It has been a while since I have had the notion to write something on here. Life seems to get in the way sometimes of those things we enjoy – spending time with those we love, nurturing our own well-being, or working on hobbies we would like to pursue. But we need to learn to take “time to smell the roses.” Slow down. Tell those you love how you feel about them. Take a hike. Join a yoga class. Don’t let the busy, hard times keep you from taking care of yourself because you are the only one who can. Take a day off and see a movie alone. Breathe in deep the fresh air and meditate. Call a friend and reminisce. Laugh until you cry. Don’t be afraid to speak up for yourself and say no. Enjoy and appreciate what is often ignored. Life is too short to not take the time for yourself and those you love. Put your phone down. Unplug from your tablet. Pick up a good book. Paint. Write a letter to someone and let them know you appreciate them. Actually make a phone call instead of text. There are so many different things that we can do to stop and smell the roses. Why wait?
The definition of trust is “a firm belief in the reliability, truth, ability, or strength of someone or something. Trusting someone means that you think they are reliable, you have confidence in them and you feel safe with them physically and emotionally.”
When trust is broken between two people, whether it be in a realtionship, a friendship, a co-worker relationship, or with family members, it can be difficult to repair. I have experienced loss of trust and have felt betrayed. Resentment sets in and the ability to forgive becomes harder, the unreachable element that seems far off in the distance. You find yourself looking for other forms of deceit, delving into things too deep and wondering where the next untrustworthy event will rear it’s ugly head. Once this seed is planted, it will grow and take over like unwanted weeds, choking out the goodness, love and light and will be filled with darkness. Harmful and self-sabotaging ways lead to finding things that aren’t there, or perhaps, that are. Make sure you can handle what may appear in front of you. Distrust is contagious.
In a world full of disposable relationships, jobs, friendships — it is difficult to truly fully trust others. Be careful. Take it slow. Make sure that those you put your trust in are worthy of that gift. Do not have blind trust. Don’t be gullible. Trust changes everything in profound ways.
Never give in. Never quit. Never give up! Start with the propensity to trust, and if trust is broken – try to rebuild it. Look at actions and not just words. If you broke someone’s trust in you, right those wrongs. Be trustworthy. Be forgiving. Earn it.
A granddaughter’s “I Love You”
A blooming flower.
Sunshine on my face.
Understanding in your lover’s eyes.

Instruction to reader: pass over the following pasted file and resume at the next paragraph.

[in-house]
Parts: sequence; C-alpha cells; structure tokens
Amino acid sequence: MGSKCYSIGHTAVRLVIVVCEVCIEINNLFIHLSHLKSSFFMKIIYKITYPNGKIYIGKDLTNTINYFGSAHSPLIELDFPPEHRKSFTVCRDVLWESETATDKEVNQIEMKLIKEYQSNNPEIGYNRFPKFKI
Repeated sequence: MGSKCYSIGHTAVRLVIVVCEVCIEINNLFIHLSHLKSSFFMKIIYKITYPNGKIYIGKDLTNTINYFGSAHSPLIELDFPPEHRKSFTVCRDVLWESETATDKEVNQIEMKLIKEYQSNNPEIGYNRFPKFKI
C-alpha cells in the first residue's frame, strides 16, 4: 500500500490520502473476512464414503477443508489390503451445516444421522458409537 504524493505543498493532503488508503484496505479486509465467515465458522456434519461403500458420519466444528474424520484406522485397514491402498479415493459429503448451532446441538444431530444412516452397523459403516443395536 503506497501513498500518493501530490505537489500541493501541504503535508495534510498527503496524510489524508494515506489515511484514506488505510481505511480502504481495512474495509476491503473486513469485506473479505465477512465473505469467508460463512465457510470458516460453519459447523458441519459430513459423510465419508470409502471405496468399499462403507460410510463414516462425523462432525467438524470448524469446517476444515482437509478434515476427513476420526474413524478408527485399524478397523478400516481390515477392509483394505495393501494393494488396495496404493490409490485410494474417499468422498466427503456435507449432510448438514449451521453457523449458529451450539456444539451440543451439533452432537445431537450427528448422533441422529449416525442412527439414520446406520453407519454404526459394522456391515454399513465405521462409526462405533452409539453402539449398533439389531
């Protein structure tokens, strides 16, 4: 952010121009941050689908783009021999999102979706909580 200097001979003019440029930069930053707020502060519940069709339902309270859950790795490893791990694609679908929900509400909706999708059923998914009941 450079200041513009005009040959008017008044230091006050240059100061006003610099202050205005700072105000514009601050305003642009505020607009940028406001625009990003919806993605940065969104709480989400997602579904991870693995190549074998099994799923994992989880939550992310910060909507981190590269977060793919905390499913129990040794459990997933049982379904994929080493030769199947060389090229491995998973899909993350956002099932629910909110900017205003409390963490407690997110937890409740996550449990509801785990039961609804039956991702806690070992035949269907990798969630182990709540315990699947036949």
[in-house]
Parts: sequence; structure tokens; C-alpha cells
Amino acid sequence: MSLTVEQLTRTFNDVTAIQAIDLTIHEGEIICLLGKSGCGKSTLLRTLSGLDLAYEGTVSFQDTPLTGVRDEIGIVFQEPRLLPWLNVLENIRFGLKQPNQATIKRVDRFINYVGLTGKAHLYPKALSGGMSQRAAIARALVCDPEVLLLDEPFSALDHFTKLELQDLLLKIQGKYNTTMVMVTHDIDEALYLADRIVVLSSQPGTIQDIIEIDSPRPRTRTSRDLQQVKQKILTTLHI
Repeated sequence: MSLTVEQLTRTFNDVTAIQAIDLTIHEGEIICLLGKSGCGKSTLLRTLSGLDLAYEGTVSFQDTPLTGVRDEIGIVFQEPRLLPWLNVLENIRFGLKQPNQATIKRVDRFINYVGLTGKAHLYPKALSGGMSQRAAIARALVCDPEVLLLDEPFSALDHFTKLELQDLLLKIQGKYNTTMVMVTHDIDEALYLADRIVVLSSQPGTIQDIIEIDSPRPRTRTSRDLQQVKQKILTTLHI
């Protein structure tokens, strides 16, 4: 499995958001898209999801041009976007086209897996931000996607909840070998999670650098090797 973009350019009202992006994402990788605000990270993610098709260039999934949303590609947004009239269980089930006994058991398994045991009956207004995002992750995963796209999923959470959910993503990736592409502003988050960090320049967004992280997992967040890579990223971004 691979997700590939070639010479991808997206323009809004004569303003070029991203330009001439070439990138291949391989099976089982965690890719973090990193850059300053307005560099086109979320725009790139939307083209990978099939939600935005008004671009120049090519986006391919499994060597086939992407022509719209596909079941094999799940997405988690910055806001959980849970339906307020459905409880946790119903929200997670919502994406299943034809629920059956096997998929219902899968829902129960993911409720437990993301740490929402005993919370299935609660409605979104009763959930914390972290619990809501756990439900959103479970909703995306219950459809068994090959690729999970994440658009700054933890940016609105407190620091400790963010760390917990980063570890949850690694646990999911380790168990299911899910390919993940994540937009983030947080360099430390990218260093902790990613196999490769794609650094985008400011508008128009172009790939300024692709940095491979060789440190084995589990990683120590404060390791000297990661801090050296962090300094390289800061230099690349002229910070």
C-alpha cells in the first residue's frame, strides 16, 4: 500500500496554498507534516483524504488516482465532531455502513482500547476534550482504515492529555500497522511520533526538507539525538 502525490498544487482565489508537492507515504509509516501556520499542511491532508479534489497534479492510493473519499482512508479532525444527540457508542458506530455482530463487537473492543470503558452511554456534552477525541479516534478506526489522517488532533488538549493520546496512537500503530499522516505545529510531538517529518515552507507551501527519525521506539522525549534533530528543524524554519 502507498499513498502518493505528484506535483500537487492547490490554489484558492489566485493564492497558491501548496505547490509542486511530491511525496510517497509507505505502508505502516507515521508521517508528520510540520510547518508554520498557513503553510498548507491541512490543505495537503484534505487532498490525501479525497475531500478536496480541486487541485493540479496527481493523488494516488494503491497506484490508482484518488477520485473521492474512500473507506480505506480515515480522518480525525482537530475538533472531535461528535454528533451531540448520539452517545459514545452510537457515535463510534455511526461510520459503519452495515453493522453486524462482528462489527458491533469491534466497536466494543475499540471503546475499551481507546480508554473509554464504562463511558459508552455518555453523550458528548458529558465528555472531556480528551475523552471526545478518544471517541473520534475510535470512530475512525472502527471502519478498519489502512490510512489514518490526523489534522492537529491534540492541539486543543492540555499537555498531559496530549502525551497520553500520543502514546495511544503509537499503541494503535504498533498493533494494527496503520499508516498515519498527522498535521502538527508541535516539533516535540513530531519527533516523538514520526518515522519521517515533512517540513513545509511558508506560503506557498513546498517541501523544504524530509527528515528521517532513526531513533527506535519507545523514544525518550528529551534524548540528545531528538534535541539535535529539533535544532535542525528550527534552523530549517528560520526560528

Memories inspired by a song.
An unexpected handwritten note.
A simple “Thank you.”
A hike alone in the mountains.
A hug just when you need one!
It’s the little things that bring joy.
Have you ever had one of those days where you could wish your self away?
I wish I had more money.
I wish I were skinnier.
I wish I had a better job.
I wish my kids would behave.
I wish the weekends were longer.
We “wish” for so many things: more time, less bills, more happiness, less sadness, more money, less problems. Why do this to ourselves? Let’s try to be happy in the moment and embrace all of the magickal opportunities we have each blessed day! Learn to appreciate what you DO have and when you do wish, wish good things for others. Wish for them happiness, health and balance in their lives. Wish for them for peace, friendship, and love. Be happy for their successes and supportive during their losses. And be kind to yourself – stop wishing away your life. Be present! Be Magickal!
I remember the magickal smell of the yeast mixed with flour, poppy and sesame seeds at the ready, the kitchen so hot you were sweating, all waiting in anticipation for the big feast you would have later. It’s not the feast I remember. It is the time and effort, the love that my mom put into getting up early to start the turkey and make homemade rolls. A dozen poppy seed, a dozen sesame seed. It took way too long for the dough to rise only to be kneaded again, and placed back in the bowl with a kitchen towel covering it. The waiting once more began. Impatience took hold.
Now, I wish I could wake up in the morning and smell those familiar smells of Thanksgiving and see my mom kneading the dough for her poppy and sesame seed dinner rolls. I miss those days, but I am grateful. Grateful to have those memories of my mother in the kitchen making dinner with love for a family who didn’t know how to appreciate it. Now, I stand at the kitchen table prepping the turkey, homemade cranberry sauce and mashed potatoes with rolls. Trying to make loving memories as I cook dinner for my family, my mother, and still grateful for those cold, wintery days when the house smelled like fresh dinner rolls and turkey.
Be grateful for the memories you have. Hold on to them as they are precious and cannot be taken away from you. Remember the good in others.